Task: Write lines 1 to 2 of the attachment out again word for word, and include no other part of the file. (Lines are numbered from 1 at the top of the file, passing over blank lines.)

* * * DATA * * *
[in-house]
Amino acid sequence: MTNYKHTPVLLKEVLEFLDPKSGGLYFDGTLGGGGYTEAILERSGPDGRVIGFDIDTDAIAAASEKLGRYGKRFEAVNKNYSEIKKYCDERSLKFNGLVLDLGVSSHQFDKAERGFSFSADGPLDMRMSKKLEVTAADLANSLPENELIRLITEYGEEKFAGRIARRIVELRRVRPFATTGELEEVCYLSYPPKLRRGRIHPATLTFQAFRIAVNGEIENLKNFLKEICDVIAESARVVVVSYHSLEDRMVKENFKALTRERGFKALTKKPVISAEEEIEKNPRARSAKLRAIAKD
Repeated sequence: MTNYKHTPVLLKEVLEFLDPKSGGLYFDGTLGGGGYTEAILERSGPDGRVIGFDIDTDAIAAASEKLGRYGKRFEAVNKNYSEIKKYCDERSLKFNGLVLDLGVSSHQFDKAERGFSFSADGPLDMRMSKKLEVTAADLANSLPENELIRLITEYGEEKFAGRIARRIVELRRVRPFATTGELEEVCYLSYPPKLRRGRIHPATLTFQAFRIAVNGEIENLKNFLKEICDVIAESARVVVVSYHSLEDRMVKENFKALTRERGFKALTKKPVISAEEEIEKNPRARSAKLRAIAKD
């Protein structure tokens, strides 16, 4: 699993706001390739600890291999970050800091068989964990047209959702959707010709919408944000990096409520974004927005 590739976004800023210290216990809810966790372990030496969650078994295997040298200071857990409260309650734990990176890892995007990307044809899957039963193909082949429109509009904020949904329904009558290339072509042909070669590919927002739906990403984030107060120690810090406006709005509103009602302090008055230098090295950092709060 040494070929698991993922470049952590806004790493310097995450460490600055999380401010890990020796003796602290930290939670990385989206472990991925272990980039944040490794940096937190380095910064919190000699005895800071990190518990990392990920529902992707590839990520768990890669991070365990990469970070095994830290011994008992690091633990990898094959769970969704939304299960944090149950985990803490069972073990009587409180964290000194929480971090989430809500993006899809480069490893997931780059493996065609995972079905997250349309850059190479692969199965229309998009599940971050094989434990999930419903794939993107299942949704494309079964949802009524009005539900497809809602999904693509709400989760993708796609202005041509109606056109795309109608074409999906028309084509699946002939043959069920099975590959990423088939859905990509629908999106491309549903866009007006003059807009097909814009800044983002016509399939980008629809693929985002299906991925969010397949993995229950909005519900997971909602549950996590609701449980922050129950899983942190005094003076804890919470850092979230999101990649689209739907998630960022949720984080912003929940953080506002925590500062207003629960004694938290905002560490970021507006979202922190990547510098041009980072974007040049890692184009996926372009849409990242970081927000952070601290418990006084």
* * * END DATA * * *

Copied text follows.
[in-house]
Amino acid sequence: MTNYKHTPVLLKEVLEFLDPKSGGLYFDGTLGGGGYTEAILERSGPDGRVIGFDIDTDAIAAASEKLGRYGKRFEAVNKNYSEIKKYCDERSLKFNGLVLDLGVSSHQFDKAERGFSFSADGPLDMRMSKKLEVTAADLANSLPENELIRLITEYGEEKFAGRIARRIVELRRVRPFATTGELEEVCYLSYPPKLRRGRIHPATLTFQAFRIAVNGEIENLKNFLKEICDVIAESARVVVVSYHSLEDRMVKENFKALTRERGFKALTKKPVISAEEEIEKNPRARSAKLRAIAKD